One reason I shared about my COVID-19 experience yesterday was to set-up today’s post, in which I share about my vaccination experience.
My COVID-19 Vaccination Experience
On Tuesday, I received received my first jab. In this post, I want to take about how I got it and my reaction to it.
First, I want to express gratitude to scientists from around the world who labored around the clock to produce multiple effective vaccines in record time. This is a testament to human ingenuity and determination.
How I Got The COVID-19 Vaccine
You may ask how a (relatively) healthy 30-something got the vaccine when so many more eligible people are waiting. One thing I have not shared on this blog (and may offer another potential explanation of how I contracted COVID-19…) is that my wife Heidi is a frontline worker.
Although she already has degrees from Germany, she is completing her nursing studies in California and is serving as a student nurse at an area hospital. She works in COVID-19 units, ICU, and other parts of the hospital (depending upon the day) and I cannot be more proud of her.
Well, her hospital has made it a policy to vaccinate the spouses of all workers. That means me.
So on Tuesday, my father (in his 80s), uncle (in his 90s) and I went to the hospital and received the first dose of the Pfizer vaccine.
I’m sorry I don’t have a picture of me getting jabbed, but the mass vaccinations were taking place in the hospital cafeteria and it would have compromised the privacy of others to include a picture.
My Side Effects To the Vaccine
Some guidelines suggest waiting six months since you have had COVID-19 before getting jabbed. I asked my doctor if I should wait and he said, “No way. Get it as soon as you can.”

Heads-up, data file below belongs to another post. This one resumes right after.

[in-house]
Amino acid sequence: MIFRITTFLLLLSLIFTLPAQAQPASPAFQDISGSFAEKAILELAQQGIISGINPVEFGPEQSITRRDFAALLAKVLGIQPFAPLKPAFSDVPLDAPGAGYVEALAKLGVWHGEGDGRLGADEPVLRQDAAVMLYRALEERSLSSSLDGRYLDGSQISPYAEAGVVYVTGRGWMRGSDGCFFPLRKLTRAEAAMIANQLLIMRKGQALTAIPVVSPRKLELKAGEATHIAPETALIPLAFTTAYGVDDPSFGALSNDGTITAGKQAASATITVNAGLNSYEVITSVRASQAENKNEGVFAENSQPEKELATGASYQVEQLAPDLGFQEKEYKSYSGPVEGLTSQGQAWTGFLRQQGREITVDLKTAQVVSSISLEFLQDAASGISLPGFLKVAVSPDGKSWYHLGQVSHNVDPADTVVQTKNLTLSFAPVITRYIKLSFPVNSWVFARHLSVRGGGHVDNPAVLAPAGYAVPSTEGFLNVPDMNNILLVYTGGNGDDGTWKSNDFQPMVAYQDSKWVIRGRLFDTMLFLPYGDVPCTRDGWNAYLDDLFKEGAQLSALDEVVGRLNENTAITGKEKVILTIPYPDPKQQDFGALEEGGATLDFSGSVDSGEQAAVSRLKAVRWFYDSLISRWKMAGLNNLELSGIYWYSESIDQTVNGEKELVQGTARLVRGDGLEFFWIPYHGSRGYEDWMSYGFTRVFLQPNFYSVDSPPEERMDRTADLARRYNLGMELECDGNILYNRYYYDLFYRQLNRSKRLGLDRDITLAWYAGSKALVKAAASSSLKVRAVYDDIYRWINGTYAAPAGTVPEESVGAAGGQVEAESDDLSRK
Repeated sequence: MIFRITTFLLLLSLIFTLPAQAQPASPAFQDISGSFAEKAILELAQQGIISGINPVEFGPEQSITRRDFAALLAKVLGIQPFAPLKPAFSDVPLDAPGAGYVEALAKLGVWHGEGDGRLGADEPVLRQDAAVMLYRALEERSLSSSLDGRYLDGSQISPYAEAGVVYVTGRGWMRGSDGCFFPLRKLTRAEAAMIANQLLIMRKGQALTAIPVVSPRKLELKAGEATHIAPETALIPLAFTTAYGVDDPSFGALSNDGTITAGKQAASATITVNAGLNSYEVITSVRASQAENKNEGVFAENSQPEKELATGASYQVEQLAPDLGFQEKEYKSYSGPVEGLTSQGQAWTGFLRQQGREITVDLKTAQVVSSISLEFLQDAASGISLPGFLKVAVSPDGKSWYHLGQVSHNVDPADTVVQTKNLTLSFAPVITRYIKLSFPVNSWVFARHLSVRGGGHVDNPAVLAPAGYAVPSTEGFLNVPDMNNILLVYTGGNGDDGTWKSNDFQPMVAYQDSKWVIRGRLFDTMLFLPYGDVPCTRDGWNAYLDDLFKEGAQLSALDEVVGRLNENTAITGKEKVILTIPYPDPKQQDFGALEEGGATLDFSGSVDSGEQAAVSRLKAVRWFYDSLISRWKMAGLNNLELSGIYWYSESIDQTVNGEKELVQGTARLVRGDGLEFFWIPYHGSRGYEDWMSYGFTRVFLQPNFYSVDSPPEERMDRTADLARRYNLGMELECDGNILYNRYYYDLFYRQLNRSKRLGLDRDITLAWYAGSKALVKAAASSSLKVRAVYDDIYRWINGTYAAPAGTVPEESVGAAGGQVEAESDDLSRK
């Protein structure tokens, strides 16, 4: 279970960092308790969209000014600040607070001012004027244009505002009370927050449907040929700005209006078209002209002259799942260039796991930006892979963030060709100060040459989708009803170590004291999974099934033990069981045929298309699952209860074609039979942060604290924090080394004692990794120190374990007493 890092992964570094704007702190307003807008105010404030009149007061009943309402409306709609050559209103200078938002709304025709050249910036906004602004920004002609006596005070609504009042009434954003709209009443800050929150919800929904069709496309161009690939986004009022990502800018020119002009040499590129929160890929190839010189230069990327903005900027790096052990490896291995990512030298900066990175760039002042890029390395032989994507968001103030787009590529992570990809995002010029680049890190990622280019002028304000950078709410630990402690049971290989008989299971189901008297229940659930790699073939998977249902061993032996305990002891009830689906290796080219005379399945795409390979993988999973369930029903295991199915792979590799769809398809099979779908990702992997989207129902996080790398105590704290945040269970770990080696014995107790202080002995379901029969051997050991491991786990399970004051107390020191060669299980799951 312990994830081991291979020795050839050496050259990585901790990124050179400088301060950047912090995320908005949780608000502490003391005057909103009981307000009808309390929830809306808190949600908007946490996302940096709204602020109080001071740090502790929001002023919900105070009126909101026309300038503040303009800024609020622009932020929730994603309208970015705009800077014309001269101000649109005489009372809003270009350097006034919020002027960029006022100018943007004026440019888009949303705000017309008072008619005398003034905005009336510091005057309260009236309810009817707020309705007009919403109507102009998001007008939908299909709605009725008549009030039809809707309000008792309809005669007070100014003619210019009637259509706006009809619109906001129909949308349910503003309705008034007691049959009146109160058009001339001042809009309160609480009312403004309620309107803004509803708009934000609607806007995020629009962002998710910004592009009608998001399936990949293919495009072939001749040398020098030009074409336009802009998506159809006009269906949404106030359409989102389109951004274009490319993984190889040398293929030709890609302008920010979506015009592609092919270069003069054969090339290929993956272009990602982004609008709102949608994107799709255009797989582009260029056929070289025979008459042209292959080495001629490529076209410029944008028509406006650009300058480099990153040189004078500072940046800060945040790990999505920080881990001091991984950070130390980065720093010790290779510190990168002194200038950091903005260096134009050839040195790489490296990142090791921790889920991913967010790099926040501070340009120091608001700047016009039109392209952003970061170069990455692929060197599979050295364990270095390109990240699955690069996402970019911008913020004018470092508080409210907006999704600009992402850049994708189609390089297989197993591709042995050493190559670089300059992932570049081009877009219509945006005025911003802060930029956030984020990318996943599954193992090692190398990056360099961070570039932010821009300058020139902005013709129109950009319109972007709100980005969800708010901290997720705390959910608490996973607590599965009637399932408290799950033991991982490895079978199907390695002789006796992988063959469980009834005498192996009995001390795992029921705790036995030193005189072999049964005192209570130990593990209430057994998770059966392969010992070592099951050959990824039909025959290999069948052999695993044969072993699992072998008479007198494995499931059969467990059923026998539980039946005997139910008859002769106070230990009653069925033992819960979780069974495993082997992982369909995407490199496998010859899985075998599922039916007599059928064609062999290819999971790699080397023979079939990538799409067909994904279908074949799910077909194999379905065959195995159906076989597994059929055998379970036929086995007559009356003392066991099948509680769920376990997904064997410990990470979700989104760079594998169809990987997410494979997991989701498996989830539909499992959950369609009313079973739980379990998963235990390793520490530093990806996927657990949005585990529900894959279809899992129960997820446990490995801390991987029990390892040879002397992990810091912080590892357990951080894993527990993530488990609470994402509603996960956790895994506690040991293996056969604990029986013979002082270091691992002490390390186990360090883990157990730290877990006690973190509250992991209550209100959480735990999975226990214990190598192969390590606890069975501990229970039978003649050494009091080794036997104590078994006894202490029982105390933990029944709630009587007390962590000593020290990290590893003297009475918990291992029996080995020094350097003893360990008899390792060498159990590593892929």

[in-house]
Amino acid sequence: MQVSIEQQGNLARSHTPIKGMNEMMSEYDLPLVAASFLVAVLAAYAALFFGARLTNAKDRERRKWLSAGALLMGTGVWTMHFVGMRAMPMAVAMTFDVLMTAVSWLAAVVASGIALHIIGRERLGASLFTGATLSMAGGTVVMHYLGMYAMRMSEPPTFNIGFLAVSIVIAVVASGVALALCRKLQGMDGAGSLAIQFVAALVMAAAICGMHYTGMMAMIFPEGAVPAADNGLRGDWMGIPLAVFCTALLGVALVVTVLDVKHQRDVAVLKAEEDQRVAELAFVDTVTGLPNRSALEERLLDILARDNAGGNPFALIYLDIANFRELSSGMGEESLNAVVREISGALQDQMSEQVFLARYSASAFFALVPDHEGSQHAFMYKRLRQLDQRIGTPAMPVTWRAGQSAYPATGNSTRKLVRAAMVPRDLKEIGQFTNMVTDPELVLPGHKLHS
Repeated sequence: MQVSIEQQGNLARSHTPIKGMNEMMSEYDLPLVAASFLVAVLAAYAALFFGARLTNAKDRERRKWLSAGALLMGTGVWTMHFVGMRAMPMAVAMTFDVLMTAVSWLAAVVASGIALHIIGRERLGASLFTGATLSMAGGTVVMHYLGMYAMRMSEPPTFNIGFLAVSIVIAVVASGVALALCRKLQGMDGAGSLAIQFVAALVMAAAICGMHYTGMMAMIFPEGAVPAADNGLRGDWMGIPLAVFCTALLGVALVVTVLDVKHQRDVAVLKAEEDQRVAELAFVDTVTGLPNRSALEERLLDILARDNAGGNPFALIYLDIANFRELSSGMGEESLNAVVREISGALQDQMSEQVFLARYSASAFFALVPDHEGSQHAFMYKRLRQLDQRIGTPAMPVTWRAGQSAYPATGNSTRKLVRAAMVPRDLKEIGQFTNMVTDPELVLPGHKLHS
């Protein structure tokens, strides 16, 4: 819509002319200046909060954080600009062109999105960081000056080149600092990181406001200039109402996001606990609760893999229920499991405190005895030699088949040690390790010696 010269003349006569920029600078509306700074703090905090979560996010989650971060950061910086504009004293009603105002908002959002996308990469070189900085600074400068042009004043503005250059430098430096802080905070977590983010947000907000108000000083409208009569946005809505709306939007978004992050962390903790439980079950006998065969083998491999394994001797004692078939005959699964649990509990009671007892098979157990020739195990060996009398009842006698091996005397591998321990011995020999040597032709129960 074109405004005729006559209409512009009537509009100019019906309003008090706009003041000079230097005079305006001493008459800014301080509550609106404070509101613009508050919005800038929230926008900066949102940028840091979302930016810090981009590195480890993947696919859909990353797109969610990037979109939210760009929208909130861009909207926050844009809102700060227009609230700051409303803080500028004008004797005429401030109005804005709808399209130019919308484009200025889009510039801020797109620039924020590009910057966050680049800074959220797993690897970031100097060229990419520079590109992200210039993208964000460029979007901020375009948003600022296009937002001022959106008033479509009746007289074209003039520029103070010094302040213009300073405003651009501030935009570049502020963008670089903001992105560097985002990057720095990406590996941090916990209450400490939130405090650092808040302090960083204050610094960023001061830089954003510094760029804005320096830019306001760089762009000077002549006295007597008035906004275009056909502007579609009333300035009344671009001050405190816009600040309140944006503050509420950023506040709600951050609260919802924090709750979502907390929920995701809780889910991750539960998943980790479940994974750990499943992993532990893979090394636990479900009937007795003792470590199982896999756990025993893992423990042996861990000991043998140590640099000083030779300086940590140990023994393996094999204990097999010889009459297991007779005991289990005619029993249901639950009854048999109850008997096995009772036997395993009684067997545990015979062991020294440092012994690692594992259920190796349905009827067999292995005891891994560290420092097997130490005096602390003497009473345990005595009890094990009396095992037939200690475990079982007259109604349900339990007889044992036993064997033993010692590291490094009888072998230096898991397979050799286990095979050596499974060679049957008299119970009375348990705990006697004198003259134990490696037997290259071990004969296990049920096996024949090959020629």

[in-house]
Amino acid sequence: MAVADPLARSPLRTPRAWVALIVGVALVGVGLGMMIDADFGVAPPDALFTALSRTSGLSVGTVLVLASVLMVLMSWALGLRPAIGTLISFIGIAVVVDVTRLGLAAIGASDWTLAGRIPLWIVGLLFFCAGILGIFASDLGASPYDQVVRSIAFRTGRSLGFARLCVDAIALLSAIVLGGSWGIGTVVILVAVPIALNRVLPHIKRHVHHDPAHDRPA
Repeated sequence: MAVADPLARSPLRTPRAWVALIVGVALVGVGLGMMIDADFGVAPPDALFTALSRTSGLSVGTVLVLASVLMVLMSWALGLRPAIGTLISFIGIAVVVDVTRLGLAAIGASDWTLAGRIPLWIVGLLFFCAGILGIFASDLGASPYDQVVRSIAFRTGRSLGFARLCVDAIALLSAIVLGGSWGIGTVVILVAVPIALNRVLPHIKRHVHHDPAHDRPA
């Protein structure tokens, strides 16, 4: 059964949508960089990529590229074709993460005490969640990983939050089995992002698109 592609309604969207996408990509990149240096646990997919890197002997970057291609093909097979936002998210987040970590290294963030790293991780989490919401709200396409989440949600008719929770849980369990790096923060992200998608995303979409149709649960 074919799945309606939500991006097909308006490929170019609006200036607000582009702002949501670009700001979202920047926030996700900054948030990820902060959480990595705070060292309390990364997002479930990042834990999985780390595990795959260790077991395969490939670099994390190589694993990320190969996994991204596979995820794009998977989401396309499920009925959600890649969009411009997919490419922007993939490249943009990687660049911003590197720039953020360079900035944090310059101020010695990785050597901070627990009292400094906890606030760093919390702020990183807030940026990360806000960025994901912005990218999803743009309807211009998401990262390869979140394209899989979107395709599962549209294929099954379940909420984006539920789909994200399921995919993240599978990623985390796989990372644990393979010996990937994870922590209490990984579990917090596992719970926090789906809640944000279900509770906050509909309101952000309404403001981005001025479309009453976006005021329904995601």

While the poke itself was painless, by the end of the day the injection point was extremely sore. I also developed a fairly bad headache and experienced fatigue.
But it was the next day that was really bad. I woke up with intense pain in my shoulder at the injection point, nausea, fatigue, and a splitting headache. My wife was at the hospital so I had to take my son to school. I’m not a diabetic, but stopped at the bakery to pick up a sugary almond croissant after dropping him off, feeling like my body needed sugar.
That helped a little bit, but I was still feeling pretty bad. I popped two Advil and went back to bed. A couple hours later I woke up and was feeling a bit better. The nausea was gone.
I had lunch and then went back to bed. When I woke up in the late afternoon, I was feeling good again. The pain, fatigue, and headache were all gone.
Maybe an epidemiologist can explain why I had far worse symptoms than my father and uncle? Was it because I’ve already had COVID-19?
By the way, my father had a headache and pain the first day/night, but was fine the next day. My uncle had no side effects beyond pain at the injection point.
My second dose is in three weeks. I do plan to get it, even if I already have plenty of antibodies.
I view mass vaccinations as one key to re-opening travel. Get jabbed as soon as you can, but prepare for potential side effects. I trust they will be worthwhile and that the Pfizer jab will be effective against new variants of the virus.
Most of all, I am thankful my father and uncle have now been vaccinated and managed to avoid COVID-19 thus far during the pandemic. We will all remain vigilant, but this extra layer of protection is itself an exercise of vigilance.